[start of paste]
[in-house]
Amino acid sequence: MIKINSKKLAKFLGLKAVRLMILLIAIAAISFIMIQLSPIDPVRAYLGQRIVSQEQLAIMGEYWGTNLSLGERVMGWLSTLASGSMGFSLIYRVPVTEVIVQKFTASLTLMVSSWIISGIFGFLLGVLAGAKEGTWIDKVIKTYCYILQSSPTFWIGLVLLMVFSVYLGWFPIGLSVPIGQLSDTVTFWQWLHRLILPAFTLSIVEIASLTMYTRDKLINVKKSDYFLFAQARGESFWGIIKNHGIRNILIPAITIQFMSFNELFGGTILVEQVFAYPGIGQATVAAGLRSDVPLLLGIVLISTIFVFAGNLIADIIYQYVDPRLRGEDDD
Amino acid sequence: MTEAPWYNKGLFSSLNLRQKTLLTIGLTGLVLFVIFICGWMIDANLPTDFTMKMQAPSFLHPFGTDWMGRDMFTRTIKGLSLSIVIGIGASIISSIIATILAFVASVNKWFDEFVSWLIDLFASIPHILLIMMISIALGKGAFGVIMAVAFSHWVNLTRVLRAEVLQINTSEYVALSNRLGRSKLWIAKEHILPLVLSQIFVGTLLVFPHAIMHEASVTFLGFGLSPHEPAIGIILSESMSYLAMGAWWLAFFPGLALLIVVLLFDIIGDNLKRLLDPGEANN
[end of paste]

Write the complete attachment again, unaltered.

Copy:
[in-house]
Amino acid sequence: MIKINSKKLAKFLGLKAVRLMILLIAIAAISFIMIQLSPIDPVRAYLGQRIVSQEQLAIMGEYWGTNLSLGERVMGWLSTLASGSMGFSLIYRVPVTEVIVQKFTASLTLMVSSWIISGIFGFLLGVLAGAKEGTWIDKVIKTYCYILQSSPTFWIGLVLLMVFSVYLGWFPIGLSVPIGQLSDTVTFWQWLHRLILPAFTLSIVEIASLTMYTRDKLINVKKSDYFLFAQARGESFWGIIKNHGIRNILIPAITIQFMSFNELFGGTILVEQVFAYPGIGQATVAAGLRSDVPLLLGIVLISTIFVFAGNLIADIIYQYVDPRLRGEDDD
Amino acid sequence: MTEAPWYNKGLFSSLNLRQKTLLTIGLTGLVLFVIFICGWMIDANLPTDFTMKMQAPSFLHPFGTDWMGRDMFTRTIKGLSLSIVIGIGASIISSIIATILAFVASVNKWFDEFVSWLIDLFASIPHILLIMMISIALGKGAFGVIMAVAFSHWVNLTRVLRAEVLQINTSEYVALSNRLGRSKLWIAKEHILPLVLSQIFVGTLLVFPHAIMHEASVTFLGFGLSPHEPAIGIILSESMSYLAMGAWWLAFFPGLALLIVVLLFDIIGDNLKRLLDPGEANN